Future undergraduate students

students at Waterloo

The department administers two Bachelor of Applied Science (BASc) degree programs - systems design engineering and biomedical engineering.

All engineering students participate in the co-operative study program, alternating between study and work terms and graduating with valuable, practical experience that complements their academic work.

Options available to systems design students

Note: options often require taking extra courses during an academic term. Students are allowed to take one extra course during an academic term and must have an average of greater than 70% in each of the previous two academic terms.

How to apply

Interested in applying? Find out more information about how to apply to the Systems Design Engineering program.

Design thinking

In first year, systems design students engage in design workshops that involve devising solutions to problems.

Comparing Systems Design

In the early semesters the focus is on building general engineering knowledge which is different from the other engineering programs at Waterloo.

Compatibility quiz

Interested in systems design but you're still unsure what program your interests align with, we've built a program compatibility tool for you to use.

Waterloo EngChat program

Register for an EngChat and you'll have the chance to talk to one of our current Engineering students about the Engineering program and more.

Tours and Events

Join us for online events to learn about our programs, our campus, and our community. Learn more about becoming a Waterloo Warrior.

Program description: Systems design engineering

Program description: Biomedical engineering


Systems Design Engineering (SYDE) is a unique program that originated at the University of Waterloo over 50 years ago, with the intention of teaching students methods for designing virtually anything.

A system is an interacting combination of people, materials, tools, machines, software, facilities, and procedures designed to work together for some common purpose. Our students learn to employ a systems approach to design, looking at a given system as a whole before attempting to solve the problem, and seeing how small changes can have much bigger impacts.

In our program, there is a core concentration on methods of modelling, analyzing, and designing systems of all sorts. As well, upper-year students often concentrate on one of four main areas of study:

  • Human Systems Engineering
  • Intelligent Systems Engineering
  • Societal and Environmental Systems
  • Systems Modelling and Analysis

Another unique aspect of our program is the exposure to hands-on design projects, which begins in the first term of study. The ability to work as an effective member of a design team is central to the systems approach. Through such experience, SYDE students simultaneously develop their collaborative and management skills along with problem-solving and engineering skills.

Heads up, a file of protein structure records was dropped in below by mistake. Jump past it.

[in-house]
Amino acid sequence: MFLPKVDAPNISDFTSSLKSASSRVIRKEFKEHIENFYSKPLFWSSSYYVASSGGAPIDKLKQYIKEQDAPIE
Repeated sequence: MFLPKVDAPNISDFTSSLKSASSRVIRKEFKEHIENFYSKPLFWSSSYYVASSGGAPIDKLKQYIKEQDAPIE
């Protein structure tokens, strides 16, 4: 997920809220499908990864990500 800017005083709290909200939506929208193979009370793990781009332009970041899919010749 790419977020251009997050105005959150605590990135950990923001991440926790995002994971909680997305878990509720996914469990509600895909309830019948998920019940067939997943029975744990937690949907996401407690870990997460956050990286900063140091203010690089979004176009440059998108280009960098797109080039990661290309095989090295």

Do you prefer to think outside the box?​

If you know that you want to be an engineer due to your technical orientation but you want to keep your opportunities to specialize open and are looking for a challenging program, then Systems Design Engineering may be for you! However, if you’ve always known that you want to design bridges or build a mechanical arm for a machine, you may be happier in a more traditional engineering discipline such as civil or mechanical engineering.

Are you a flexible thinker?

Design is about finding workable solutions for open-ended problems. An open-ended problem consists of being given a situation of concerns, generating solutions, and then selecting and defending the solution that you believe is best for the issue at hand. Alternatively, many people prefer to focus on problems where there is a single “right” answer.

Systems design students are comfortable dealing with ambiguity and defendable decision-making, and enjoy coming up with a variety of solutions to a design problem.

Are you a risk-taker?

Design is about taking calculated risks…because most designs do not work well the first time. In systems design we provide students with a variety of approaches to tackling real-world problems, and then challenge them to see how well they can apply what they have learned. From the student’s perspective, this means being willing to try new things and new ways of thinking about problems. Often, it entails starting on a solution and then making revisions to the approach when it doesn’t turn out as expected. Fortunately, we teach some methods for dealing with that too!

Are you active outside of classes?

The creativity and broad application inherent to systems design is often appealing to students with many extra-curricular interests, whether they participate in music, sports, clubs and committees, community work, or part-time jobs—anything that enables them to see the world from different perspectives. In addition to offering a lot of flexibility in elective courses—more than any other Waterloo Engineering program—we encourage students to participate in competitions, student teams, and other problem-solving and design activities.

SYDE Graduating Class Census - Not your typical Exit Survey

Many universities ask their graduating students to answer a few questions about how they found their program and university experience. For the past several years, volunteers from the SYDE graduating class have created a slide-style report to give a candid insight into how their classmates spent their time at Waterloo and their post-graduation plans. 

Systems Design & Biomedical Engineering videos

Remote video URL

Learn more about the Systems Design Engineering undergraduate program from Professor Lisa Aultman-Hall, PhD.

Remote video URL

Learn more about the Biomedical Engineering undergraduate program from Professor Maud Gorbet, PhD.

Remote video URL

See some of the best Waterloo Engineering highlights in the campus tour video.